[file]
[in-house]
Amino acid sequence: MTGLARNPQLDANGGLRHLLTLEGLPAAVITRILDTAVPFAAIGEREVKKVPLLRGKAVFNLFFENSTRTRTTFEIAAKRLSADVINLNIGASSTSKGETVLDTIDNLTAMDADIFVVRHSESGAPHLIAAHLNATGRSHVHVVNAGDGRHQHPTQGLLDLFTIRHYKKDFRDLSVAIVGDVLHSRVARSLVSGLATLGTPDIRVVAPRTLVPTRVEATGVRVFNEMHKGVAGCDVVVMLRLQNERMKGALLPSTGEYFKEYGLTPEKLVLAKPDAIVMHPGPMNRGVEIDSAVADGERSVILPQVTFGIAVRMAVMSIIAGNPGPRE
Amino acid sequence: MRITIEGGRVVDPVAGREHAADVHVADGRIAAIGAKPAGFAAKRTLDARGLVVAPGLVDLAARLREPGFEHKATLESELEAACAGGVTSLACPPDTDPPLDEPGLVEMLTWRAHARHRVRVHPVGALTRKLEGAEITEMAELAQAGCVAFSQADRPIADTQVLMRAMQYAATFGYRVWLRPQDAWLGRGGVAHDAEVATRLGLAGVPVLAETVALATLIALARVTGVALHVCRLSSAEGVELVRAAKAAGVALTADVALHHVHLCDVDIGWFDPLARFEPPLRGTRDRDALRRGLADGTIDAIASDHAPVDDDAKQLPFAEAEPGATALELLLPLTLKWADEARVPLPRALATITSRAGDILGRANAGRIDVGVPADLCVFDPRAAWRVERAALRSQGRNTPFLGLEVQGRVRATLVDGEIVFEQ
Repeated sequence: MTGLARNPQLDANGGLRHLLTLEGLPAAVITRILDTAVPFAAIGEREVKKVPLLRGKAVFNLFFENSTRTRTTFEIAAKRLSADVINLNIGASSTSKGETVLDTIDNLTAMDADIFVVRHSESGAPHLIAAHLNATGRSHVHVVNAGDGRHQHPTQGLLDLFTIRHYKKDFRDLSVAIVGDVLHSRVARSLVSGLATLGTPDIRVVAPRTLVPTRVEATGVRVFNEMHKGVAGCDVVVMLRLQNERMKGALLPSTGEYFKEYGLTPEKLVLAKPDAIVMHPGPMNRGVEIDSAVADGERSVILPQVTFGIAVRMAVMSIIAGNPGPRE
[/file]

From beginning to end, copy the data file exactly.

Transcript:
[in-house]
Amino acid sequence: MTGLARNPQLDANGGLRHLLTLEGLPAAVITRILDTAVPFAAIGEREVKKVPLLRGKAVFNLFFENSTRTRTTFEIAAKRLSADVINLNIGASSTSKGETVLDTIDNLTAMDADIFVVRHSESGAPHLIAAHLNATGRSHVHVVNAGDGRHQHPTQGLLDLFTIRHYKKDFRDLSVAIVGDVLHSRVARSLVSGLATLGTPDIRVVAPRTLVPTRVEATGVRVFNEMHKGVAGCDVVVMLRLQNERMKGALLPSTGEYFKEYGLTPEKLVLAKPDAIVMHPGPMNRGVEIDSAVADGERSVILPQVTFGIAVRMAVMSIIAGNPGPRE
Amino acid sequence: MRITIEGGRVVDPVAGREHAADVHVADGRIAAIGAKPAGFAAKRTLDARGLVVAPGLVDLAARLREPGFEHKATLESELEAACAGGVTSLACPPDTDPPLDEPGLVEMLTWRAHARHRVRVHPVGALTRKLEGAEITEMAELAQAGCVAFSQADRPIADTQVLMRAMQYAATFGYRVWLRPQDAWLGRGGVAHDAEVATRLGLAGVPVLAETVALATLIALARVTGVALHVCRLSSAEGVELVRAAKAAGVALTADVALHHVHLCDVDIGWFDPLARFEPPLRGTRDRDALRRGLADGTIDAIASDHAPVDDDAKQLPFAEAEPGATALELLLPLTLKWADEARVPLPRALATITSRAGDILGRANAGRIDVGVPADLCVFDPRAAWRVERAALRSQGRNTPFLGLEVQGRVRATLVDGEIVFEQ
Repeated sequence: MTGLARNPQLDANGGLRHLLTLEGLPAAVITRILDTAVPFAAIGEREVKKVPLLRGKAVFNLFFENSTRTRTTFEIAAKRLSADVINLNIGASSTSKGETVLDTIDNLTAMDADIFVVRHSESGAPHLIAAHLNATGRSHVHVVNAGDGRHQHPTQGLLDLFTIRHYKKDFRDLSVAIVGDVLHSRVARSLVSGLATLGTPDIRVVAPRTLVPTRVEATGVRVFNEMHKGVAGCDVVVMLRLQNERMKGALLPSTGEYFKEYGLTPEKLVLAKPDAIVMHPGPMNRGVEIDSAVADGERSVILPQVTFGIAVRMAVMSIIAGNPGPRE